‘Yes, in my opinion no rhetoric more persuadeth or hath greater power over the mind; hath not Musicke her figures, the same which Rhetorique? What is a but her Antistrophe? her reports, but sweet Anaphora's? her counterchange of points, Antimetabole's? her passionate Aires but Prosopopoea's? with infinite other of the same nature.’

Hrůša’s Mahler: A Resurrection from the Golden Age

Jakub Hrůša has an unusual gift for a conductor and that is to make the mightiest symphony sound uncommonly intimate. There were many moments during this performance of Mahler’s Resurrection Symphony where he grappled with its monumental scale while reducing sections of it to chamber music; times when the power of his vision might crack the heavens apart and times when a velvet glove imposed the solitude of prayer.

Full-Throated Troubador Serenades San José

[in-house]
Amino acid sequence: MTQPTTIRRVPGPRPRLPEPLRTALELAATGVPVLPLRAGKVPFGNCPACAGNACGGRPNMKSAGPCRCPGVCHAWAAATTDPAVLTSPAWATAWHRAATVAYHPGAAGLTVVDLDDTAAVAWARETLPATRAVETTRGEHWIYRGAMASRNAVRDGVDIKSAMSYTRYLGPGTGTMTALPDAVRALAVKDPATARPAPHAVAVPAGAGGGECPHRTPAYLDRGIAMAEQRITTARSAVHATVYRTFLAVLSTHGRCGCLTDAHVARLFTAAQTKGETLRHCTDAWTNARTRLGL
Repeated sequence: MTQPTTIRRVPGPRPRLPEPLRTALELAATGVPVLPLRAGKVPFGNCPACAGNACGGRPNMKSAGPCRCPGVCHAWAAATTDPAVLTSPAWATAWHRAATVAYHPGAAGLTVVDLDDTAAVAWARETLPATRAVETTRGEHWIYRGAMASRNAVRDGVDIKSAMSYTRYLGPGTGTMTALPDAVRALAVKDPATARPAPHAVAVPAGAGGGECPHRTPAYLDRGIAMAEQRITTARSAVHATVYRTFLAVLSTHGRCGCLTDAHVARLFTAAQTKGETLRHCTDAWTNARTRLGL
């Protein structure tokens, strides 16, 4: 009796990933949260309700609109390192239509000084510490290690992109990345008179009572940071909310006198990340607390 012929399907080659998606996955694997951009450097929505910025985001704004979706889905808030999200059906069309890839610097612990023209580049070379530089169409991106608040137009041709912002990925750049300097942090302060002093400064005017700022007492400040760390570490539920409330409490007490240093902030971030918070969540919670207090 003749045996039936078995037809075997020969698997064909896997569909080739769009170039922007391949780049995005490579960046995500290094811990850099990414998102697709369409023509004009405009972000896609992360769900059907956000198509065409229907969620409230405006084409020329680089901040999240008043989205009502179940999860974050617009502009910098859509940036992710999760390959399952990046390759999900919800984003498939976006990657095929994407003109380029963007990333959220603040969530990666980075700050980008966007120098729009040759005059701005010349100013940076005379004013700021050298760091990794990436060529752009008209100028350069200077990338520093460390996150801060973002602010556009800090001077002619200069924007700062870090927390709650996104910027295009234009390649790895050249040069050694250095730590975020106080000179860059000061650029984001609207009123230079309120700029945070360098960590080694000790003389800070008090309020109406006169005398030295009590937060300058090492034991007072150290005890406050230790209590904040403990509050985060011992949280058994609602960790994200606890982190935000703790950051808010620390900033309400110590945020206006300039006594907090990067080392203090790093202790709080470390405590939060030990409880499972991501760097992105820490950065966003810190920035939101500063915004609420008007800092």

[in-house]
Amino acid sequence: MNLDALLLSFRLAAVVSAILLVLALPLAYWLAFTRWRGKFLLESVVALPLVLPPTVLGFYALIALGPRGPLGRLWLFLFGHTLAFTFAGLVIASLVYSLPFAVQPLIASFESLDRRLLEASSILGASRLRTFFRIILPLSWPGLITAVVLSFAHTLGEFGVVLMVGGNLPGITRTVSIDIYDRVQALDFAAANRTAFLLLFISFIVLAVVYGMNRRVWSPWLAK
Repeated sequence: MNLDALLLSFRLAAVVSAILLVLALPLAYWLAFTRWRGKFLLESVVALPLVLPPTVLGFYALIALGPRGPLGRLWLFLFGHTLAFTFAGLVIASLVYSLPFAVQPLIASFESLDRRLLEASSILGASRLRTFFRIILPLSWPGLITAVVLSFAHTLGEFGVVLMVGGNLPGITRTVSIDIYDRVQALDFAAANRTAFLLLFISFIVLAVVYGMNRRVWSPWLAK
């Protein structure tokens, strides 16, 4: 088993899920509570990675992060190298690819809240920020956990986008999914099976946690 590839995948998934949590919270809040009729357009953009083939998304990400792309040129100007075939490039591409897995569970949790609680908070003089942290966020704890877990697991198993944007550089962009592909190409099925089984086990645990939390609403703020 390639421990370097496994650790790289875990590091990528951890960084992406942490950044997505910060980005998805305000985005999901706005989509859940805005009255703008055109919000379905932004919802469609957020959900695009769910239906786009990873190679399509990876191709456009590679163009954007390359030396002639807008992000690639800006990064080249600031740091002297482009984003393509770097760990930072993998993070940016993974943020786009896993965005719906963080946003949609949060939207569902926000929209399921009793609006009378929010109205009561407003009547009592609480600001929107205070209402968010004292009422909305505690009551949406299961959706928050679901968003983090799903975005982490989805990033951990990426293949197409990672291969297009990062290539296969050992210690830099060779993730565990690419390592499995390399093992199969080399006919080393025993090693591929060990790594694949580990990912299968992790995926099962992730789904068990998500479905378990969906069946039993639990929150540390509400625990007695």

Verdi’s sublimely memorable melodies inform and redeem his setting of the dramatically muddled Il Trovatore, the most challenging piece to stage of his middle-period successes.

Opera North deliver a chilling Turn of the Screw

Storm Dennis posed no disruption to this revival of Britten’s The Turn of the Screw, first unveiled at Leeds Grand Theatre in 2010, but there was plenty of emotional turbulence.

Luisa Miller at English National Opera

Verdi's Luisa Miller occupies an important position in the composer's operatic output. Written for Naples in 1849, the work's genesis was complex owing to problems with the theatre and the Neapolitan censors.

Eugène Onéguine in Marseille

A splendid 1997 provincial production of Tchaikovsky’s take on Pushkin’s Bryonic hero found its way onto a major Provençal stage just now. The historic Opéra Municipal de Marseille possesses a remarkable acoustic that allowed the Pushkin verses to flow magically through Tchaikovsky’s ebullient score.

OPERA TODAY ARCHIVES »

Performances

12 Jun 2013

Rossini Maometto Secondo Garsington Opera at Wormsley